• JeremyScott

      Well, it's not that I don't see your point. But I don't completely agree with it. I refuse to believe that the only people making content worth promoting are those who have already earned a ton of viewers.

      It's like saying the best musicians and singers in the world are all signed to recording contracts already, so there's no reason to scout acts that haven't built up huge followings yet.

      • http://www.videowebproduction.com kuram

        but when they sign up new YouTube partners, they are in a way scouting for new talent, and helping them with the first step. And when you do become a youtube partner, you do get help in promotion. Its just that they don't put 30k on your lap.

        There is a step by step process for anything you do, even Justin Beiber didn't get a signed contract automatically… he had to prove himself through small school gigs, get a lot of audience and only then Usher was able to find him and put the moolah in.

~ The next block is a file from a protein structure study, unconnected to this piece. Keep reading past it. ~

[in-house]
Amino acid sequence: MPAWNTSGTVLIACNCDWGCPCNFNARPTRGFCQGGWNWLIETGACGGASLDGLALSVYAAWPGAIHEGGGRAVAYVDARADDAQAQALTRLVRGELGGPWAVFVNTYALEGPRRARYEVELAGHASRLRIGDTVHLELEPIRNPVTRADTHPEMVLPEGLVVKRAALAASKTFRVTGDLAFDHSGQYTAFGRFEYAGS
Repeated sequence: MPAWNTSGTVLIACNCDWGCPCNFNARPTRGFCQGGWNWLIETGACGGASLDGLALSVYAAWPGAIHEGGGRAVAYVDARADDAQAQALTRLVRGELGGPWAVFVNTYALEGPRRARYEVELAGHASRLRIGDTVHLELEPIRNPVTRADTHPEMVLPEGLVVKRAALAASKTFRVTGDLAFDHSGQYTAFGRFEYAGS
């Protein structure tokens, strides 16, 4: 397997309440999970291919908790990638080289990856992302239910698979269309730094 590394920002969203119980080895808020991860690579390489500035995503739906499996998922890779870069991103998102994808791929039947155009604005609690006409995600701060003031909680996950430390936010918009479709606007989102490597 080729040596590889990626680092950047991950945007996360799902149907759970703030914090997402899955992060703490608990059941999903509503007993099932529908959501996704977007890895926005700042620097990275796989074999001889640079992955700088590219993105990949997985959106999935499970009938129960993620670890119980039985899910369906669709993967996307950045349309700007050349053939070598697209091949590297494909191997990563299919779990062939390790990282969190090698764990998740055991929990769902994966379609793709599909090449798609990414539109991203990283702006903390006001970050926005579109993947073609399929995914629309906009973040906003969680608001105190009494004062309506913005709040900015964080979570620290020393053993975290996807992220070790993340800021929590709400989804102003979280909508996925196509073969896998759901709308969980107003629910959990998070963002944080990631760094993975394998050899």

• JeremyScott

          Yeah, I hear you. I'm just saying that part of what YouTube says they're trying to do is help you create better videos AND help market them and grow the audience.

          As I talked about last week (http://www.reelseo.com/youtube-black-hole/), there's far too much content coming in for anyone (even YouTube) to check it all out, which means there are tons of potential partner-level creators that won't get noticed. Maybe their videos are great but they suck at marketing?

          They're saying you have to attain a certain level of success to become a partner, but that level of success is not as easy to reach as simply saying "make great videos."